7 Day 5: Raster

7.1 Technologies/Techniques

  • Using {sf} and {stars} together
  • Working with GeoTIFF files
  • Using {ggplot2} geom_sf() to draw basemaps and rasters together
  • Making animated maps with {magick}

7.2 Data Source: U.S. Minimum Daily Temperature Rasters

The U.S. National Weather Service’s Climate Prediction Center maintains many datasets35 and I thought it’d be neat to make an animation of the daily minimum temperatures across the conterminus U.S. for 2019.

The data files are GeoTIFF36 files. They store values in a grid format (kinda like the grid we made in the previous challenge). You can store multiple “layers” (bands) in a raster images like this but the NWS CPC stores them in individual files.

Here’s what one of the images looks like:

tf <- tempfile(fileext = ".tif")

download.file("ftp://ftp.cpc.ncep.noaa.gov/GIS/GRADS_GIS/GeoTIFF/TEMP/us_tmin/us.tmin_nohads_ll_20191130_float.tif", tf)

tmpstars <- read_stars(tf) 


## stars object with 2 dimensions and 1 attribute
## attribute(s):
##  file11ef8201f9f45.tif 
##  Min.   :-22.81403     
##  1st Qu.: -1.35325     
##  Median :  0.00000     
##  Mean   :  0.06779     
##  3rd Qu.:  0.28419     
##  Max.   : 22.52072     
## dimension(s):
##   from  to  offset delta                       refsys point values    
## x    1 141 -130.25   0.5 +proj=longlat +datum=WGS8... FALSE   NULL [x]
## y    1  71   55.25  -0.5 +proj=longlat +datum=WGS8... FALSE   NULL [y]


We’re going to want to clean these up a bit and mask/crop the raster to the conterminus borders, plus re-project them to a proper CRS. But, first we need to get the data and that means downloading a few hundred files. Thankfully, they’re small so this will be fairly quick.

  url = "ftp://ftp.cpc.ncep.noaa.gov/GIS/GRADS_GIS/GeoTIFF/TEMP/us_tmin/"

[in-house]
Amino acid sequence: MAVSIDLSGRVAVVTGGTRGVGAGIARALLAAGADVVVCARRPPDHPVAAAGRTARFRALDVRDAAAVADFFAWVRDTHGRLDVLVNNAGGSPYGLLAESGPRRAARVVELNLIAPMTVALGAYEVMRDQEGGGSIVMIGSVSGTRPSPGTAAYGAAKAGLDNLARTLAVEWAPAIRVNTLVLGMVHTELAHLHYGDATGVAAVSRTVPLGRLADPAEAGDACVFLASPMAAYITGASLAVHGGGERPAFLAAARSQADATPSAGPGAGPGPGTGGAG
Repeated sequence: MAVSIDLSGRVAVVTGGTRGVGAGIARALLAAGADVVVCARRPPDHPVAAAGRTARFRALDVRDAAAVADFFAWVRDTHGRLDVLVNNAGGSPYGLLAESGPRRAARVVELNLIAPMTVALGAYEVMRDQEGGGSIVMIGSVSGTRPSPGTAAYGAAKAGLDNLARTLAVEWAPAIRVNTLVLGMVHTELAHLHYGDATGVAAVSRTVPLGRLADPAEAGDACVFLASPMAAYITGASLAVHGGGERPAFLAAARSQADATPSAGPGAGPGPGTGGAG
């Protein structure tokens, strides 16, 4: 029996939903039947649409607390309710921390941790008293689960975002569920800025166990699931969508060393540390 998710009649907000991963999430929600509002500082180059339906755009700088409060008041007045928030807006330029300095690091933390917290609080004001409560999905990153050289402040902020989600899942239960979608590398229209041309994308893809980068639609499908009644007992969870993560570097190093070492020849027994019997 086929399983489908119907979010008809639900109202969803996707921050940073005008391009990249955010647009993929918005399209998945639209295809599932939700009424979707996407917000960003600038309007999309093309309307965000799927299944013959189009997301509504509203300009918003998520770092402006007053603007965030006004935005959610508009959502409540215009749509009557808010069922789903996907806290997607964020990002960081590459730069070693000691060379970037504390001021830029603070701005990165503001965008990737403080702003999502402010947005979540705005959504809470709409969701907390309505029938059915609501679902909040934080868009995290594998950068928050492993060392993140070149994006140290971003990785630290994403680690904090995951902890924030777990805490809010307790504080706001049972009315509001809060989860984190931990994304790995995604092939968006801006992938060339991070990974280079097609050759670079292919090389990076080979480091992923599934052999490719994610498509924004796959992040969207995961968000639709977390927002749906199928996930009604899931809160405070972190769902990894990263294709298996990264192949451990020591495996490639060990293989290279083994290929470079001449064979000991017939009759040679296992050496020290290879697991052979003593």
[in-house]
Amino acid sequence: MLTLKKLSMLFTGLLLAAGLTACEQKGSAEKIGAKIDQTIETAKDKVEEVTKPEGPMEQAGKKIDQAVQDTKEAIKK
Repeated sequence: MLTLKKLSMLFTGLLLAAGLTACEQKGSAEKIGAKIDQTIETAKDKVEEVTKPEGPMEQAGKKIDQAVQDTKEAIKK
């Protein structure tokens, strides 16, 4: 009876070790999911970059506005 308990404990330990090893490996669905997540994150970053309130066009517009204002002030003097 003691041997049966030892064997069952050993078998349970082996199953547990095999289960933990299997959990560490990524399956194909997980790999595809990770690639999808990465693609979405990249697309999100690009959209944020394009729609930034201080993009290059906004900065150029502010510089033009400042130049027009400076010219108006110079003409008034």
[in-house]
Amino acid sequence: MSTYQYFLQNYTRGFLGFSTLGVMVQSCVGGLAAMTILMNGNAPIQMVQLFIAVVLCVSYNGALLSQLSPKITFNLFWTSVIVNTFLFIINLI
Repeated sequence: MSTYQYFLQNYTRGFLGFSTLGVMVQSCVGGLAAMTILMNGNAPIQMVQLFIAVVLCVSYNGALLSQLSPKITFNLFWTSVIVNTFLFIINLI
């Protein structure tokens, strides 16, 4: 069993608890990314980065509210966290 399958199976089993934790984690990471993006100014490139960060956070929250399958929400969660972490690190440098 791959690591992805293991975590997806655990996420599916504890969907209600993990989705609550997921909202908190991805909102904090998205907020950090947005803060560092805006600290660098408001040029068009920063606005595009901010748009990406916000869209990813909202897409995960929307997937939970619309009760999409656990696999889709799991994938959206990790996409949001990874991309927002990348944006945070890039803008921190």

) -> res

rawToChar(res$content) %>% 
  stri_split_lines() %>% 
  unlist() %>% 
  keep(stri_detect_fixed, "ll_2019") %>% 
  stri_replace_first_regex("^[^us]*", "") %>% 
    if (!file.exists(here::here(glue("data/temps{.x}"))))
      url = glue("ftp://ftp.cpc.ncep.noaa.gov/GIS/GRADS_GIS/GeoTIFF/TEMP/us_tmin/{.x}"),
      destfile = here::here(glue("data/temps/{.x}"))

We could have used download.file()’s ability to download files in parallel, but it’s very likely that for ~300 files it would have consumed all available sockets on your system (it’s not a very intelligent function).

We’ll use these files in a bit.

7.3 Getting the Base Layer

We’ll use the ne_states() function to grab the U.S. and remove Alaska & Hawaii. We’ll make another, projected copy of it for use later on and also dissolve all the state borders with st_union() in yet-another copy.

# lower 48 borders
ne_states("united states of america", returnclass = "sf") %>%
  filter(!(postal %in% c("AK", "HI"))) -> states 

states_proj <- st_transform(states, "+proj=laea +lat_0=45 +lon_0=-100 +x_0=0 +y_0=0 +a=6370997 +b=6370997 +units=m +no_defs")
# lower 48 big poly
whole <- st_union(states)

7.4 Reading in Rasters

We’ll use the {stars} package to work on these rasters. Unfortunately, some of the GeoTIFF files are corrupt so we’ll have to wrap the reading operation with {purrr}’s possibly() function to avoid abrupt stops.